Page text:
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Noma, four-time world's best restaurant, to reopen as a burger and wine bar

The Noma cheeseburger is made with dry-aged flank steak "spiced up with beef garum."
The Noma cheeseburger is made with dry-aged flank steak "spiced up with beef garum."

At Noma , René Redzepi’s renowned Copenhagen restaurant, $500-tasting menus have given way to $25 cheeseburgers. While destination diners once waited with bated breath for reservation openings, Noma’s post-lockdown iteration is somewhat more relaxed. The four-time world’s best restaurant, which has been closed since March 14, will reopen on May 21 as an outdoor, no reservations burger, beer and wine bar. Seafood, vegetarian and game season have been replaced, at least for the time being, by “burger season.”

With a view of the restaurant gardens in Christiania, Copenhagen’s freetown, guests will be able to choose from two menu items: a cheddar cheeseburger made with dry-aged flank steak “ spiced up with beef garum (a fermented sauce with roots in ancient Rome),” and a quinoa-tempeh veggie burger. (The burgers cost roughly $25 for takeaway; $30 to stay.)

“Both are juicy and packed with umami, with a little bit of magic from our fermentation cellar, served on a freshly baked potato bun developed by our friends at Gasoline Grill,” Noma says. The first step in its reopening, the outdoor wine bar “is something we are very excited about because it is completely new for us.”

Intended as a temporary measure, the Los Angeles Times reports that the restaurant plans to serve burgers for the next six to eight weeks. The bar will be open weekly from Thursday to Sunday between 1 and 9 p.m. Instead of the few dozen guests the restaurant once served each day, Redzepi reportedly expects to seat up to 500 — 60 at a time.

They may add other summer snacks to the menu “as ingredients come into season” — a fried chicken sandwich, crudités and ice cream — “but first, we open with a mighty burger,” Redzepi said.

From its high-concept food to a groundbreaking fermentation lab helmed by Toronto-born chef David Zilber , Noma has become synonymous with innovation. Since Redzepi opened the restaurant in 2003, it helped shape the New Nordic culinary movement, which has gone on to influence food around the world. Shifting from a 20-course tasting menu to a two-burger wine bar may seem out of place, but going back to basics is precisely the point.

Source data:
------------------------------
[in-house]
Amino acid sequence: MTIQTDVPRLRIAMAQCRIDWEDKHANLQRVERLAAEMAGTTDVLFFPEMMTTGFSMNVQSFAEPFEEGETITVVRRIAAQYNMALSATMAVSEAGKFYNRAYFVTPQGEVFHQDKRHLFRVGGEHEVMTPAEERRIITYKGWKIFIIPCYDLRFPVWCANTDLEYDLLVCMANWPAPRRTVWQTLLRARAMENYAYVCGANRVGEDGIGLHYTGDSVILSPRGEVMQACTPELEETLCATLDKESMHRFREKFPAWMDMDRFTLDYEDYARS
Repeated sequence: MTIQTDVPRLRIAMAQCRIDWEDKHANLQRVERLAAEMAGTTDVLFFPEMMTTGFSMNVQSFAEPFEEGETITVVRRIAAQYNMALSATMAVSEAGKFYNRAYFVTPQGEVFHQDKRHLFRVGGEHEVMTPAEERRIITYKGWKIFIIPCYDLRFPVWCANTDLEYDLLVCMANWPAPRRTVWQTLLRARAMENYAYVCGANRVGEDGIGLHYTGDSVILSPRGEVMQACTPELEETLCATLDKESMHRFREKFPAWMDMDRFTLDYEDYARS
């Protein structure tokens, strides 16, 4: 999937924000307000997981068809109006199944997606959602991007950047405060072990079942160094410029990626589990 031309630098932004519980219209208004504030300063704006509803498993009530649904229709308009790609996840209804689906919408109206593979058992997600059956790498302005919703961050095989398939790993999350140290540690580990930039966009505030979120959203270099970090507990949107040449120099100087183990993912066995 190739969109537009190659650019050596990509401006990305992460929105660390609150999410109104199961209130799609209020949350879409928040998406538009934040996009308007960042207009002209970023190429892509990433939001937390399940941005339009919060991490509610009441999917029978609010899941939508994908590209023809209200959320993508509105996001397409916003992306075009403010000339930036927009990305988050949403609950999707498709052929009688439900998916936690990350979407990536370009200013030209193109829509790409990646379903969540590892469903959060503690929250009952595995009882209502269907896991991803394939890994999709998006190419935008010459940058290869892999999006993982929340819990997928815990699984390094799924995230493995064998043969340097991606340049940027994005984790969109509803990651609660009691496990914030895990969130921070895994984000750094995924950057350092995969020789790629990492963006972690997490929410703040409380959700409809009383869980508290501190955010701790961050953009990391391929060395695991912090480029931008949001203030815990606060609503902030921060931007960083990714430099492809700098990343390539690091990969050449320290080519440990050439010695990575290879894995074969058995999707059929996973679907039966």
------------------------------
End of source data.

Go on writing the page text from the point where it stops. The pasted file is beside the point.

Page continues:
“We were like, ‘Should we do an ant marinade with raw carrots to have that twist of who we are?’” Redzepi told the Los Angeles Times . “But then I’m like, ‘No, why should we do that right now?’ It’s about being together, it’s not about trying to be innovative.”

This isn’t the first time Noma has changed tack. In 2017, following the accolades and Michelin stars, Redzepi closed the restaurant and auctioned off all its contents with the intent of starting fresh. In the restaurant’s downtime, he took his entire team on the road for residencies in Mexico , Japan and Australia. Dubbed Noma 2.0 , he reopened the restaurant in its current lakefront iteration in 2018.

Redzepi has yet to announce post-lockdown plans, and Noma isn’t accepting reservations. “We feel in the first phase of the reopening that we want to be open for all. We need to heal, so let’s have a glass and a burger, you’re all invited,” he said in an Instagram post.

Signalling that more of the world’s top restaurants may be considering a move to casual fare, Galway-based chef Jp McMahon of Michelin-starred Aniar commented: “Good luck. I might turn Aniar into a chicken shack.”

As restaurants around the world enforce social distancing with varying degrees of absurdity — from requiring guests to wear pool noodles on their heads in Germany to seating mannequins at empty tables in Virginia — eating a burger in Noma’s gardens presents a remarkably more enjoyable alternative.

Copyright Postmedia Network Inc., 2020

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